In the early period of helping defectors, the primary concern was their physical health with physical aids including food, housing and jobs. Nowadays, researchers, helpers and government officers are beginning to realize that mental health is as important as physical health for successful adaptation. Until now, counseling for mental health was practiced mainly by religious or NGO volunteers and psychiatric treatment was practiced for selected defector patients with psychiatric disorders by volunteer psychiatrists.
Defector mental health represents a new challenge for psychiatrists and mental health professionals in terms of both research and providing defectors with practical assistance. Mental health professionals have suggested a variety of treatment methods, educational programs, and interventions for defectors.1,2,32 First, special mental health programs and networks are needed for the treatment of PTSD, depression, psychosomatic disorders and other psychiatric disorders.
Nowadays, mental health evaluation and service is practiced from the Hanawon period and many community mental health centers and welfare centers in Seoul and the provinces have just started to provide defectors in their catchment areas with mental health services. The fragmented mental health services of these systems are being networked gradually through systemic education.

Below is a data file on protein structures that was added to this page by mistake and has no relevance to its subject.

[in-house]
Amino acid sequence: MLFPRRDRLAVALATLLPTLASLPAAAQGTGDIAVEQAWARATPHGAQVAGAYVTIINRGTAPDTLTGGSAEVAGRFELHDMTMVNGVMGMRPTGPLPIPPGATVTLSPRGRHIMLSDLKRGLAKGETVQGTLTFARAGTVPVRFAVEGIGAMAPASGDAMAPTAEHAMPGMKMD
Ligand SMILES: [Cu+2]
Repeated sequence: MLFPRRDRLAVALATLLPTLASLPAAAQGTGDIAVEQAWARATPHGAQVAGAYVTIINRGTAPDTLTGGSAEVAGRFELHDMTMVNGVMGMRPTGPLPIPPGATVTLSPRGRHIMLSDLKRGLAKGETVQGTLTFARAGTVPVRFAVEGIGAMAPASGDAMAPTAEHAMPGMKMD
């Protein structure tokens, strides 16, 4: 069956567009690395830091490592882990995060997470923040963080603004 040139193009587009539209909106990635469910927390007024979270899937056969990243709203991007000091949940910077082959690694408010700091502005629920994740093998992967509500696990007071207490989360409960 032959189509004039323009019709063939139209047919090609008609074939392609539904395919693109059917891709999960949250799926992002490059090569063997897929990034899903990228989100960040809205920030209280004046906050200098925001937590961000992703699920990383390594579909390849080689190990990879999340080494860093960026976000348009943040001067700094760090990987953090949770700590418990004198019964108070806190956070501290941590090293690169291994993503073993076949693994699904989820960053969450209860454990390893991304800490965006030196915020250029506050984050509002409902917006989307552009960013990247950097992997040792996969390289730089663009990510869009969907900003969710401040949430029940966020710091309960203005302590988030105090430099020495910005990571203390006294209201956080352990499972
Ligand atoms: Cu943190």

Stigma and Rarely Seeking Help

Although many North Korean defectors suffer from mental health problems, they lack the concept of mental health as compared to physical health and, consequently, they rarely seek psychiatric help. This failure to seek psychiatric assistance is not because of the inadequacy of South Korean medical services, nor the defectors' unfamiliarity with accessing medical services. In fact, most defectors express a high degree of satisfaction with the medical services available in South Korea.21,25
The defectors' reluctance and delay in seeking treatment are often due to ignorance of mental health issues and to the stigma attached to psychiatry by both the defectors themselves and most South Korean helpers.